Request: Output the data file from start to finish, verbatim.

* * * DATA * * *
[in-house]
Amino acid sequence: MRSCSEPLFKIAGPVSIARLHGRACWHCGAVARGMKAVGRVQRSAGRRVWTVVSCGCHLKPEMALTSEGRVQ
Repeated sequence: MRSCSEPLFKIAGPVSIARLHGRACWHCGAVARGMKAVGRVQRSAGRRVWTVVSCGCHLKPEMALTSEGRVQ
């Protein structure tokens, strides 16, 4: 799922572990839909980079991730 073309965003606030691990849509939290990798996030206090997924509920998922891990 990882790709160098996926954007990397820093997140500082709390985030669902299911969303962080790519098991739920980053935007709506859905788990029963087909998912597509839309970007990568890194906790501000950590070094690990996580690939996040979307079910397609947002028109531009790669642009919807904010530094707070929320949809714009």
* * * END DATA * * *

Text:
[in-house]
Amino acid sequence: MRSCSEPLFKIAGPVSIARLHGRACWHCGAVARGMKAVGRVQRSAGRRVWTVVSCGCHLKPEMALTSEGRVQ
Repeated sequence: MRSCSEPLFKIAGPVSIARLHGRACWHCGAVARGMKAVGRVQRSAGRRVWTVVSCGCHLKPEMALTSEGRVQ
């Protein structure tokens, strides 16, 4: 799922572990839909980079991730 073309965003606030691990849509939290990798996030206090997924509920998922891990 990882790709160098996926954007990397820093997140500082709390985030669902299911969303962080790519098991739920980053935007709506859905788990029963087909998912597509839309970007990568890194906790501000950590070094690990996580690939996040979307079910397609947002028109531009790669642009919807904010530094707070929320949809714009």